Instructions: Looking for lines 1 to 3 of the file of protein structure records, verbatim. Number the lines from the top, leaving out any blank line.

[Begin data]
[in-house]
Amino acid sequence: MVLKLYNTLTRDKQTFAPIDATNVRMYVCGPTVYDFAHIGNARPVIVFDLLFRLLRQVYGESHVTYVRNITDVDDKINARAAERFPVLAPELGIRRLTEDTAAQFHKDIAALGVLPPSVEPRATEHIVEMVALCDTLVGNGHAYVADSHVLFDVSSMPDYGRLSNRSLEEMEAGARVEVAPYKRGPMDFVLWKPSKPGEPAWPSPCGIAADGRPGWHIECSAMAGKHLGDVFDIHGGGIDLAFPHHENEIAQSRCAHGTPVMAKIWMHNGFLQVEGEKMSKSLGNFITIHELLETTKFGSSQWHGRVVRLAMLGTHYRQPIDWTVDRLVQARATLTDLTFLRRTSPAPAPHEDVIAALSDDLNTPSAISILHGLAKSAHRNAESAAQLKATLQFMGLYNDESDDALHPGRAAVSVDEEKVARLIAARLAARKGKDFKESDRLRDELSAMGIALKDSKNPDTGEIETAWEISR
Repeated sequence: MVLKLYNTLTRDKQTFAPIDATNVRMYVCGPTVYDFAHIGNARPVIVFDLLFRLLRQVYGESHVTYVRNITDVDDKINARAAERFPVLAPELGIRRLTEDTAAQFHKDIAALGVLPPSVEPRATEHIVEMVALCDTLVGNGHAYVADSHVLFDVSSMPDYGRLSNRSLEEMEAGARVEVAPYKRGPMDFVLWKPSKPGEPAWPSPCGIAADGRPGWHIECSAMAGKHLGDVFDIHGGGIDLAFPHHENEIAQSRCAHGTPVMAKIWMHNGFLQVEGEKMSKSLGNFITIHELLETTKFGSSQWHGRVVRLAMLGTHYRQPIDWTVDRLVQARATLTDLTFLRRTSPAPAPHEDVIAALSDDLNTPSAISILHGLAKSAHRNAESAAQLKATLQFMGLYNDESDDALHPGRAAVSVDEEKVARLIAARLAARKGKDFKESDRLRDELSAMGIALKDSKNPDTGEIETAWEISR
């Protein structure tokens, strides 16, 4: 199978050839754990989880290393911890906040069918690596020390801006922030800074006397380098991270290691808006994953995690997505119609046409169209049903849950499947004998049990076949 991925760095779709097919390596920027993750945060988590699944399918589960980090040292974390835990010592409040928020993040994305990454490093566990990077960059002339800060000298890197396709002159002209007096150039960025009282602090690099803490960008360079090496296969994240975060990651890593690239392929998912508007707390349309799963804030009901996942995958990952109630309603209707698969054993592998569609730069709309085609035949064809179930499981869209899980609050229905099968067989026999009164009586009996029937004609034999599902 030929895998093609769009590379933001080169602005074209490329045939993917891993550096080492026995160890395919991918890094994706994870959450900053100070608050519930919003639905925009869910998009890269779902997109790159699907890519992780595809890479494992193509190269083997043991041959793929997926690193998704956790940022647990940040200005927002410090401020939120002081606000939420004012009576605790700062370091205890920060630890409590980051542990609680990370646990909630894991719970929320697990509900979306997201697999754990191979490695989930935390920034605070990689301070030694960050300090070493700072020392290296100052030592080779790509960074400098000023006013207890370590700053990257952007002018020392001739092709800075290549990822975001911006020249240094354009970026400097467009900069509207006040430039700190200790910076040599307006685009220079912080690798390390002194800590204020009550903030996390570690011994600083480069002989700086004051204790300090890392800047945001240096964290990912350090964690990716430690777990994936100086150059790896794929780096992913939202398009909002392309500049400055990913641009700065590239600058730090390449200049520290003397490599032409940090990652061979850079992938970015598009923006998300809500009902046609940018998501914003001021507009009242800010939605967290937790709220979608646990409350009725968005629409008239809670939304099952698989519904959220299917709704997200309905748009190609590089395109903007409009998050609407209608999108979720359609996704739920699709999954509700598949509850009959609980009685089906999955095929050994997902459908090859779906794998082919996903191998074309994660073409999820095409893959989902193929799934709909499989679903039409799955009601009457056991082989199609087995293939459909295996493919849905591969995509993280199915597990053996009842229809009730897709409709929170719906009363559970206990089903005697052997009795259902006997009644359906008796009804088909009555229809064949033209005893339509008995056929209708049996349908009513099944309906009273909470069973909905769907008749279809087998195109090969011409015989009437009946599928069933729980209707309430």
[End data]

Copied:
[in-house]
Amino acid sequence: MVLKLYNTLTRDKQTFAPIDATNVRMYVCGPTVYDFAHIGNARPVIVFDLLFRLLRQVYGESHVTYVRNITDVDDKINARAAERFPVLAPELGIRRLTEDTAAQFHKDIAALGVLPPSVEPRATEHIVEMVALCDTLVGNGHAYVADSHVLFDVSSMPDYGRLSNRSLEEMEAGARVEVAPYKRGPMDFVLWKPSKPGEPAWPSPCGIAADGRPGWHIECSAMAGKHLGDVFDIHGGGIDLAFPHHENEIAQSRCAHGTPVMAKIWMHNGFLQVEGEKMSKSLGNFITIHELLETTKFGSSQWHGRVVRLAMLGTHYRQPIDWTVDRLVQARATLTDLTFLRRTSPAPAPHEDVIAALSDDLNTPSAISILHGLAKSAHRNAESAAQLKATLQFMGLYNDESDDALHPGRAAVSVDEEKVARLIAARLAARKGKDFKESDRLRDELSAMGIALKDSKNPDTGEIETAWEISR
Repeated sequence: MVLKLYNTLTRDKQTFAPIDATNVRMYVCGPTVYDFAHIGNARPVIVFDLLFRLLRQVYGESHVTYVRNITDVDDKINARAAERFPVLAPELGIRRLTEDTAAQFHKDIAALGVLPPSVEPRATEHIVEMVALCDTLVGNGHAYVADSHVLFDVSSMPDYGRLSNRSLEEMEAGARVEVAPYKRGPMDFVLWKPSKPGEPAWPSPCGIAADGRPGWHIECSAMAGKHLGDVFDIHGGGIDLAFPHHENEIAQSRCAHGTPVMAKIWMHNGFLQVEGEKMSKSLGNFITIHELLETTKFGSSQWHGRVVRLAMLGTHYRQPIDWTVDRLVQARATLTDLTFLRRTSPAPAPHEDVIAALSDDLNTPSAISILHGLAKSAHRNAESAAQLKATLQFMGLYNDESDDALHPGRAAVSVDEEKVARLIAARLAARKGKDFKESDRLRDELSAMGIALKDSKNPDTGEIETAWEISR